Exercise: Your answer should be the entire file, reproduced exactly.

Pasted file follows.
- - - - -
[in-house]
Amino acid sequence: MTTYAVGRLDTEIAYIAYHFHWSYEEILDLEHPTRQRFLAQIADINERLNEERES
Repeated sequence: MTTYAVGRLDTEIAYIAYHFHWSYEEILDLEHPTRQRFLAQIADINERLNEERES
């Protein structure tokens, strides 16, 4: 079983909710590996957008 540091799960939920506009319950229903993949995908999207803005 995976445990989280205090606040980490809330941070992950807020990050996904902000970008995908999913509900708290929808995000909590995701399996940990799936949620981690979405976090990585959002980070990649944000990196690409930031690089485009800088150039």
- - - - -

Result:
[in-house]
Amino acid sequence: MTTYAVGRLDTEIAYIAYHFHWSYEEILDLEHPTRQRFLAQIADINERLNEERES
Repeated sequence: MTTYAVGRLDTEIAYIAYHFHWSYEEILDLEHPTRQRFLAQIADINERLNEERES
């Protein structure tokens, strides 16, 4: 079983909710590996957008 540091799960939920506009319950229903993949995908999207803005 995976445990989280205090606040980490809330941070992950807020990050996904902000970008995908999913509900708290929808995000909590995701399996940990799936949620981690979405976090990585959002980070990649944000990196690409930031690089485009800088150039």